Ugly quarrels, outbreaks of unacceptable violence and a sense of anarchy have traditionally been a feature of one of the British seaside’s most curious theatrical events: the Punch and Judy show.
But in this post-lockdown summer, some practitioners (or professors, to give them their traditional titles) are expressing concern that the bad behaviour seems to be spilling out from the puppet booth into the audience.
It is not that they are protesting about the nature of Punch and Judy, which has long been criticised for glorifying violence, especially against women and children. It is just that some people appear reluctant to pay and a few even turn aggressive when asked to dip into their pockets.
There are only a handful of professors who still regularly make a living on the beaches of Britain but some say they may be forced away if the problems persist.
Joe Burns, who performs at Swanage in Dorset, said: “We are getting a lot of people who are reluctant to pay. They swear or get aggressive.
“I find it hard to understand why they don’t just walk away if they don’t want to pay. I was squared up to earlier in the season and another person walked after me and my collector screaming and shouting: ‘How dare you ask for money?’
“It’s been a very hard 18 months. We had all that time when we couldn’t perform and then to have the abuse now is very frustrating. It is a daily occurrence. We are constantly being shouted out. I’m not sure why tensions are so high but it may be that it has been a really tricky couple of years for everyone.”
Burns said some people didn’t understand that he and his colleagues are wholly depended on audiences paying – he asks for £2 per person – to make a living.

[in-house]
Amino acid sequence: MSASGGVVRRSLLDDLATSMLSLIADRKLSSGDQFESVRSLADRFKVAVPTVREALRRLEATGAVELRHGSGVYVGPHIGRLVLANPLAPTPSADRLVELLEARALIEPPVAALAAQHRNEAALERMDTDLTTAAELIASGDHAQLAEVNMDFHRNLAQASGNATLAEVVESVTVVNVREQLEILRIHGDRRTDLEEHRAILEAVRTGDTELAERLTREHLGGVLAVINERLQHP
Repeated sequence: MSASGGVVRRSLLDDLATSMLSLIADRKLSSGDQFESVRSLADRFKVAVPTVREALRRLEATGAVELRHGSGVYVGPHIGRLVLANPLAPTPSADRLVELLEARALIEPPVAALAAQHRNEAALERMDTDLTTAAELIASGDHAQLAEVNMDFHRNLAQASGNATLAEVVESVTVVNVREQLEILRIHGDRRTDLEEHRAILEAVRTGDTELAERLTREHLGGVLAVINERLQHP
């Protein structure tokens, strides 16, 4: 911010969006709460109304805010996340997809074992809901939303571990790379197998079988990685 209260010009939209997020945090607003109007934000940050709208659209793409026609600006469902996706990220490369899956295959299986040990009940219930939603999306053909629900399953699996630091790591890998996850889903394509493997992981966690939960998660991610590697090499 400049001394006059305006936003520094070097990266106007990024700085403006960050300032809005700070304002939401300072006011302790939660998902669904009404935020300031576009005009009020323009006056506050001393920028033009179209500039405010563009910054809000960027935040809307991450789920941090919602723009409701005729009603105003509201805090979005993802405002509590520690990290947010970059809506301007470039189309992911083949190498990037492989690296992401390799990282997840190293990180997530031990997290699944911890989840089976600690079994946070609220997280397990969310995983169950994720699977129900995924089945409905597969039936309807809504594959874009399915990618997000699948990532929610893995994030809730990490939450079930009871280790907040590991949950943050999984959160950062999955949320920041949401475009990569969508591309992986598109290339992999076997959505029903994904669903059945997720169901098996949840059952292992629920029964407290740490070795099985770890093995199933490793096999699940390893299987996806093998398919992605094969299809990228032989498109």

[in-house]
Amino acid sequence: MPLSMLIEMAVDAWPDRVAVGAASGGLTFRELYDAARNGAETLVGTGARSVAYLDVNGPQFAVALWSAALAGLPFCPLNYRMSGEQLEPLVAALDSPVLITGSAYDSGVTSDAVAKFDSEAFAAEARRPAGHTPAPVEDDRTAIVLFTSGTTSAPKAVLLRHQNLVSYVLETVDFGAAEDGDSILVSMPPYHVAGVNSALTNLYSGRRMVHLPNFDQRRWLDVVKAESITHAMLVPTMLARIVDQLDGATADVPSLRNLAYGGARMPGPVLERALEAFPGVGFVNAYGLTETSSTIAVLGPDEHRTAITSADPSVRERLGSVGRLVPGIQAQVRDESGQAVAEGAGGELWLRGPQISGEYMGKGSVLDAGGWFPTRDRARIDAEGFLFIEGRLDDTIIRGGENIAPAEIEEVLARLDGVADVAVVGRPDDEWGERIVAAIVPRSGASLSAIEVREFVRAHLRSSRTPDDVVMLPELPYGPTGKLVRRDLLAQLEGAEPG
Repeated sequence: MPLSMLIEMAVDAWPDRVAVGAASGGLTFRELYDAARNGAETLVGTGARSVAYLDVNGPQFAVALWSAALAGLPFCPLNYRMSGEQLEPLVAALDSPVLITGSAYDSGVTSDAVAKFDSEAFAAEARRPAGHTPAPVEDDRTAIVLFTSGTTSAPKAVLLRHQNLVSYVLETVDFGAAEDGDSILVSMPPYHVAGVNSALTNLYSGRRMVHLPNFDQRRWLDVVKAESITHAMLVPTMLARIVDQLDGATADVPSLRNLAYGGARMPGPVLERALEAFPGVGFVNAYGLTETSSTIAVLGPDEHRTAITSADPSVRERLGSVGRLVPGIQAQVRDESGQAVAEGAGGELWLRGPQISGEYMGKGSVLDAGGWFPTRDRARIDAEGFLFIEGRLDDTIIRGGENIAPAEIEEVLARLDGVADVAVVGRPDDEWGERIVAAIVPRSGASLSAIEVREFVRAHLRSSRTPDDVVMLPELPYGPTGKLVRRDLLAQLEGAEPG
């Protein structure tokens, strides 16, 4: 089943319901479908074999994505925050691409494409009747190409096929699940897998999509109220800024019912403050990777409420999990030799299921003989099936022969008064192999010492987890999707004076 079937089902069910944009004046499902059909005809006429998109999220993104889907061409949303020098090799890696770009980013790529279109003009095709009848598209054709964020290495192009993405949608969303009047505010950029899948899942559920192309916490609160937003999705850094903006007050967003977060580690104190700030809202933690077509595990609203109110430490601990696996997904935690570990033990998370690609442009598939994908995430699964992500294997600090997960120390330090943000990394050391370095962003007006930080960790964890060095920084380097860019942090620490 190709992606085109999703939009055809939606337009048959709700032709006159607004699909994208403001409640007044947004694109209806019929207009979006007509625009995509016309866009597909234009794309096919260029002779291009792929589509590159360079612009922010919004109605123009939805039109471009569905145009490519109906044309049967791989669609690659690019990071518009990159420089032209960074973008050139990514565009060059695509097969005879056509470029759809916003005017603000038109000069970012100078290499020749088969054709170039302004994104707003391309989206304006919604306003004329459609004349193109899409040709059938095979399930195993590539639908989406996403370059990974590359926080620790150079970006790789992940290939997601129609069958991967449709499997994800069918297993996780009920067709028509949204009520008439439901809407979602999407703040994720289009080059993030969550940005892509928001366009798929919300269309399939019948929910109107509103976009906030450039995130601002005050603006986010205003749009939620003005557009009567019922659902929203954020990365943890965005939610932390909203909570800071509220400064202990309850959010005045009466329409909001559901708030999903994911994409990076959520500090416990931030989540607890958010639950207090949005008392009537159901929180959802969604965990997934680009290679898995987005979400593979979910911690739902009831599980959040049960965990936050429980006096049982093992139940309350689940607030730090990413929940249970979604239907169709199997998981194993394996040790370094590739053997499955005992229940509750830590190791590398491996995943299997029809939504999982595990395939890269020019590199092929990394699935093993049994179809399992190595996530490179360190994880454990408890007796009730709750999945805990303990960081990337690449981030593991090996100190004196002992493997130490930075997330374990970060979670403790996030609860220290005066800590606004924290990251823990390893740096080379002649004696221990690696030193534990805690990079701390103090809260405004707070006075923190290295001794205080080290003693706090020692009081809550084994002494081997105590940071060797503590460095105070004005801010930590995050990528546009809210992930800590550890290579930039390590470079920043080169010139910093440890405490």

“Actually we have to pay licences and insurance to be there. The only payment we get is from the people who watch us. It may be that people are more used to seeing Punch and Judy at private events or fetes when professors may be paid to be there. People aren’t as used to how it works at the seaside as they used to.”
Another professor, Mark Poulton, who puts on shows along the Dorset coast at Weymouth, posted on his Facebook page calling for the abuse to stop.
He said: “We love making people happy, seeing everyone smile, and enjoying themselves. If you don’t wish to pay for the show, please politely decline and move along, please don’t hurl abuse at people simply for trying to make a living.”
James Arnott, a professor and a spokesperson for the Punch and Judy Club, said: “It’s difficult to hear about people using bad language around kids.”
The professors deny the nature of the material is encouraging the bad behaviour. Arnott said that Mr Punch did still hit Judy and Judy hit Mr Punch. He said it was slapstick humour and modern professors had toned down and developed the material to take in modern sensibilities. “You see the same sort of things in cartoons and pantomimes. It is not realistic,” he said.
In Llandudno, north Wales, Jason Codman’s family has been staging Punch and Judy shows for more than 150 years.
He said: “I don’t put a sign up saying how much the show is per person. We just rely on voluntary donations, but a lot of people go hiding when the collection box goes round.”
Codman dismissed the idea that the show’s popularity had declined because it was offensive. “Punch and Judy died out on a large scale when people stopped putting donations in the box,” he said.
The problem does not seem to be affecting all professors.
Tony Lidington, who puts on a show in Devon and is a drama lecturer at the University of Exeter, said he had received no complaints – only delight.
“Grandparents and grandchildren are bonding over it,” he said. “The form has evolved and our show is not misogynistic or offensive. People have been happy to pay and even more generous than usual. It’s a brilliant contribution to the family seaside experience.”